Most readers of Money Management will agree, I’m sure, that politics – and politicians – should be taken out of pensions altogether.
Indeed, it’s fair to say that one of the biggest problems affecting the pensions industry over the years has been the endless tinkering of successive governments.
You can bet your bottom dollar that the moment a new government comes into power, the system changes again (after all, all new governments need to be seen to be doing something and pensions are a good place to make a stand).
Unfortunately, the result of all this tinkering is that there is never any joined-up thinking. This leaves consumers, businesses and even those in the industry confused.
It doesn’t help, of course, that the politicians dictating – or wishing to dictate – the direction of the pensions industry are too often lightweight and in it for themselves.
The latest example of hare-brained thinking by politicians who see big numbers without the bigger picture emerged in the recent Liberal Democrats paper, ‘Fairer taxes’, where the party outlined its position on taxation for the autumn conference.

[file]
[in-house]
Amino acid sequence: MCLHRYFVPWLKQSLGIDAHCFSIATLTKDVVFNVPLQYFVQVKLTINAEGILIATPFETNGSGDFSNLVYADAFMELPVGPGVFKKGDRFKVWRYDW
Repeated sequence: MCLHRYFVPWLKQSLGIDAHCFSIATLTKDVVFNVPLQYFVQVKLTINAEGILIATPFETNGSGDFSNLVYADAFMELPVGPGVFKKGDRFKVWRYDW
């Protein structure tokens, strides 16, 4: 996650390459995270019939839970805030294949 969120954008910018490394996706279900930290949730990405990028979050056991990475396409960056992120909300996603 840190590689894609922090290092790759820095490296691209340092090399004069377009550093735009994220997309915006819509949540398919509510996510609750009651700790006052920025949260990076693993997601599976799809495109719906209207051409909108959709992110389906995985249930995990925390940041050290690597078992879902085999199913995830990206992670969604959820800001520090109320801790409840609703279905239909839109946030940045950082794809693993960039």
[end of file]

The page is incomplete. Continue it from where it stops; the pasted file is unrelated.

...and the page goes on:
Here Clegg, Cable et al set out their views on pension taxation, specifically their proposal to restrict the lifetime allowance to £1m. They argue in the paper that “a £1m lifetime allowance would still be a generous regime”.
I’d beg to differ. Although there’s no doubt that people with a pension pot of £1m will be infinitely more comfortable than the majority of pensioners, many higher earners are going to get taxed to death if the lifetime allowance is reduced further.
People would basically be severely penalised for doing the right thing and saving.
Massive tax charges
We recently crunched some numbers and found that many people in their 30s and 40s with decent, if not huge, pension pots are likely to exceed the lifetime allowance of £1.25m without even making any further contributions, triggering a massive tax charge.
For example, a person aged 40 with a pension pot of £500,000 yielding 5 per cent per annum and retiring at 65 would see their end fund value – even without any further contributions – exceed the current lifetime allowance by £437,000. This would result in a tax charge of £240,350.
If the same person were to contribute £3,000 per annum gross, with the same 5 per cent yield and again retire at 65, the total pension pot would be £1,833,000 – £583,000 above the current lifetime allowance, resulting in a tax charge of £320,650.
Our research also revealed that a 30-year-old with a pension of £250,000 would exceed the lifetime allowance by £118,000 without making any extra contributions. This would generate a tax charge of just under £65,000. Again, this size of pension pot is way above the average but it is not uncommon among higher earners.
In both these examples, of course, the tax charge would be considerably more were the lifetime allowance reduced to £1m, as the Lib Dems, in their bid for a fairer society, propose.